Infrequently, children or adolescents who are experiencing migraine attacks more than twice a week may benefit from additional treatment with preventive therapy. Preventive medications are taken daily to prevent migraine attacks and to stabilize patients when headache frequency has risen to an unacceptable level. Many patients will only require preventive therapy for a few months; once their headache frequency has declined and remains at a low level, they may be tapered off the preventive medication and be able to maintain a lower headache frequency with lifestyle modifications alone.
Effective preventive medication may also improve the patient’s response to abortive therapy. Often, medications are used when a patient might benefit from a potential side effect (e.g., promoting sleep or decreasing appetite). Your child’s healthcare provider will review their headache history, identify any comorbidities (other disorders that coexist with migraine, e.g., depression) and discuss which preventive medication is likely to be the best option.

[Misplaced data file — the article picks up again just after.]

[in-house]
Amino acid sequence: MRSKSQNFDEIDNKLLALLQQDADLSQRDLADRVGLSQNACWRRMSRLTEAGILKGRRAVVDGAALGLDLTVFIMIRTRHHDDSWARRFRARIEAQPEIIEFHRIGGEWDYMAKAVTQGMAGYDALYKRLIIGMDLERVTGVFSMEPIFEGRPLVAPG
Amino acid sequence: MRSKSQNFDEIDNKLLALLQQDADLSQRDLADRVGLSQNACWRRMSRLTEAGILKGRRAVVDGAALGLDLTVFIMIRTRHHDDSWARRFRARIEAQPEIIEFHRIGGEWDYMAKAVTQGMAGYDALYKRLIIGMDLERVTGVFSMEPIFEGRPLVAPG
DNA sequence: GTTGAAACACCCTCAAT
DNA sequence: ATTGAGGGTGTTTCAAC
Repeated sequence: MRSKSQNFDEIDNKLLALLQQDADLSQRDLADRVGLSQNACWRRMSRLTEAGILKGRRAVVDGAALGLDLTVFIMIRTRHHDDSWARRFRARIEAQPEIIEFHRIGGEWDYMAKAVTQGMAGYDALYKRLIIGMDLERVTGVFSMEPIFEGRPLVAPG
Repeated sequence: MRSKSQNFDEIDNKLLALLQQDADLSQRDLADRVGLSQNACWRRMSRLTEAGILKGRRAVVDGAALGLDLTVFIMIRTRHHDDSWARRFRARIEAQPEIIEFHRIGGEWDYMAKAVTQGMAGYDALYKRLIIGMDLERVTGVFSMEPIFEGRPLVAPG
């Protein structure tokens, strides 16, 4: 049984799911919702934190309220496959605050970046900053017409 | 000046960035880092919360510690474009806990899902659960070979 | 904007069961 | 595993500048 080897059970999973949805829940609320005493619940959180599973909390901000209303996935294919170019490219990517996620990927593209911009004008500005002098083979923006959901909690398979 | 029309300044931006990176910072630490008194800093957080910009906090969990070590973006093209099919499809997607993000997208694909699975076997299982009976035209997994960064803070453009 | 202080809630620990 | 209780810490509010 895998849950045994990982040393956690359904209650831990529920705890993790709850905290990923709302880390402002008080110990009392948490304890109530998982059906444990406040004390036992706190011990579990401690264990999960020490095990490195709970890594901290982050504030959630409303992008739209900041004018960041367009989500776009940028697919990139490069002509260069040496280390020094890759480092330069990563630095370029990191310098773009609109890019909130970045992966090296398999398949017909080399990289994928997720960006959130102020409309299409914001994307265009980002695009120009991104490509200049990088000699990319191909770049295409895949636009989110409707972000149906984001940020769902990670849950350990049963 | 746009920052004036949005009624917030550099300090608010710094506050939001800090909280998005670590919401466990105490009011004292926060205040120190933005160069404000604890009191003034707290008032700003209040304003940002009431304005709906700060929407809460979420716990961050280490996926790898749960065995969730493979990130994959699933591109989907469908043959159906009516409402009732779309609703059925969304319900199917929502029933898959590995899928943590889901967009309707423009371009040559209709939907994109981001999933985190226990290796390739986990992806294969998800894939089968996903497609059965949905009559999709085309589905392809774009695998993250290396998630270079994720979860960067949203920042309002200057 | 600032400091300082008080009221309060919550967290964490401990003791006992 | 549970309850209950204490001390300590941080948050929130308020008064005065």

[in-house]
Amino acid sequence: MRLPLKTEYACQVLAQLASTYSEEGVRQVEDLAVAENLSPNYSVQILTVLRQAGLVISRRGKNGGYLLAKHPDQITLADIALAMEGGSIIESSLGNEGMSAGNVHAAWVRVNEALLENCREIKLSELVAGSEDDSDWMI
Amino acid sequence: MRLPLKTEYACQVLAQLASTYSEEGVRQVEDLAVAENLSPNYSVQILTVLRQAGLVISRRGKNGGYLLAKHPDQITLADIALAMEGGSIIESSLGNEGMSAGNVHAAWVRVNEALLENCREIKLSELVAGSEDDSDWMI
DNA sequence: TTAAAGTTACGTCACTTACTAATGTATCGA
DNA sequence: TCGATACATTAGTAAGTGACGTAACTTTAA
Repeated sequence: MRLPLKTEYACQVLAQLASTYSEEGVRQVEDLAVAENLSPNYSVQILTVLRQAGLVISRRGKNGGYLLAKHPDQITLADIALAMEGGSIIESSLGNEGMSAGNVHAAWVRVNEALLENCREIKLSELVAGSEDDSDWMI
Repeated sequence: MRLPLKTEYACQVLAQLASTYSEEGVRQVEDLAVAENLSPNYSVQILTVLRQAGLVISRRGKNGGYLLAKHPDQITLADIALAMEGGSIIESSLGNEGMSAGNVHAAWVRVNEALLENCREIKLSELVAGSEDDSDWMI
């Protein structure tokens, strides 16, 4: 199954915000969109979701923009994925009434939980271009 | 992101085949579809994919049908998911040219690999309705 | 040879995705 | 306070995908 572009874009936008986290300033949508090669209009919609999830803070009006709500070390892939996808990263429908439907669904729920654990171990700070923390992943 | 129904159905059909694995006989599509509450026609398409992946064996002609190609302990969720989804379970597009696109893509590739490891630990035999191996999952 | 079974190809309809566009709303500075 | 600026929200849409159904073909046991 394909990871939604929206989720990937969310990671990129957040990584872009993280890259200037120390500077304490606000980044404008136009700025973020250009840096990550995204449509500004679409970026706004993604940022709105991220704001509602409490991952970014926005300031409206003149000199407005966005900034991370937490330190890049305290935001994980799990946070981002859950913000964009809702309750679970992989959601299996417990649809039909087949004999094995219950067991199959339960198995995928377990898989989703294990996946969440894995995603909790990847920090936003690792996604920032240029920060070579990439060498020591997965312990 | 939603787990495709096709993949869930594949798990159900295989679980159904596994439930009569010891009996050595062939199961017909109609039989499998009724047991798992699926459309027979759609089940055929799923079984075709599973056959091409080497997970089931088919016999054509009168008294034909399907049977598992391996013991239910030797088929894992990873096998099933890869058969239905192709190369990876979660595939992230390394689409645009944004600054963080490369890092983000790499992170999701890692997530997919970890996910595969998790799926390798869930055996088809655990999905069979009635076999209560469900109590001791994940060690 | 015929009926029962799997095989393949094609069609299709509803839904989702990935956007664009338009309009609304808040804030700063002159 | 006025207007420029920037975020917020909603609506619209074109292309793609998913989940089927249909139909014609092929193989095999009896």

Additionally, there are neuromodulation devices that may be used for the prevention of migraine, such as the supraorbital nerve stimulator, vagus nerve stimulator, and the transcranial magnetic stimulator.
Cognitive behavioral therapy
In addition to medication, cognitive behavioral therapy is often effective in reducing migraine frequency. Children with migraine are very sensitive to stress, and sudden changes in the level of stress may trigger an acute attack. Chronic stress may also reinforce chronic migraine. Biobehavioral management helps patients understand how better to control stress, and understand when to utilize additional therapies during headache attacks.